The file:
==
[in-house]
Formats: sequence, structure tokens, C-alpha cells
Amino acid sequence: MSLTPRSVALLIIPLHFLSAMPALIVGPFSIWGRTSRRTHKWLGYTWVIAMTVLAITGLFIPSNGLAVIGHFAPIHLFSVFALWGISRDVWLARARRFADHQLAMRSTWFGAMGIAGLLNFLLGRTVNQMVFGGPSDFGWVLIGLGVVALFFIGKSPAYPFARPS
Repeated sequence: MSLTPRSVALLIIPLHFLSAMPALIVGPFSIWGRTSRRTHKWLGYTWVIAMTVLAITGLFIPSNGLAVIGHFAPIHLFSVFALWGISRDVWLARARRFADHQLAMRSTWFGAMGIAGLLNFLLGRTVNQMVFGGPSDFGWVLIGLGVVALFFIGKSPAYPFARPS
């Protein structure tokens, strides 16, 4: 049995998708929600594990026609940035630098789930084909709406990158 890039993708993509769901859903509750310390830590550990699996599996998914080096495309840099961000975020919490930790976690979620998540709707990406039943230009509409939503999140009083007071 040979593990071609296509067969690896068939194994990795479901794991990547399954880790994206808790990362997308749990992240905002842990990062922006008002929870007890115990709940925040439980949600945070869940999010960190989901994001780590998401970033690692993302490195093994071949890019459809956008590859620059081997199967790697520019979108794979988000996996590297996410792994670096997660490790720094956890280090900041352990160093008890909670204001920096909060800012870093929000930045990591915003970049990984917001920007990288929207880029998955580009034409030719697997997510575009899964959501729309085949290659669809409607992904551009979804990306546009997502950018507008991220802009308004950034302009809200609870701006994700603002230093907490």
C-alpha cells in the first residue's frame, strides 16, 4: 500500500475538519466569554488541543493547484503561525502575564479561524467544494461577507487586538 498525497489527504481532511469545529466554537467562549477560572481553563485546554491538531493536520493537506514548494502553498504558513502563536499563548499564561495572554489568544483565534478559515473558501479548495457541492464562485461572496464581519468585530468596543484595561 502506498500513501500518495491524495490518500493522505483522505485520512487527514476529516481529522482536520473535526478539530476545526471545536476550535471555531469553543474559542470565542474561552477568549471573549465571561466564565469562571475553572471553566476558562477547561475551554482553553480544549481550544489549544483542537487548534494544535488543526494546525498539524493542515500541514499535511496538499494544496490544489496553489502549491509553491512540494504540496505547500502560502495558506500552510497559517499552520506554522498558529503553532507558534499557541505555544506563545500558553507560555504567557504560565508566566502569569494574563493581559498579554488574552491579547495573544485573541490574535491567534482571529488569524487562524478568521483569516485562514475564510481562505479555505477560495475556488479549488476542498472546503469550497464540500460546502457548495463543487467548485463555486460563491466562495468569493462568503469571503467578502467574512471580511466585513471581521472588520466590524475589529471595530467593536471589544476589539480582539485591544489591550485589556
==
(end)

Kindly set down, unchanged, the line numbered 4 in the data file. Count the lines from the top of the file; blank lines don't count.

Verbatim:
Repeated sequence: MSLTPRSVALLIIPLHFLSAMPALIVGPFSIWGRTSRRTHKWLGYTWVIAMTVLAITGLFIPSNGLAVIGHFAPIHLFSVFALWGISRDVWLARARRFADHQLAMRSTWFGAMGIAGLLNFLLGRTVNQMVFGGPSDFGWVLIGLGVVALFFIGKSPAYPFARPS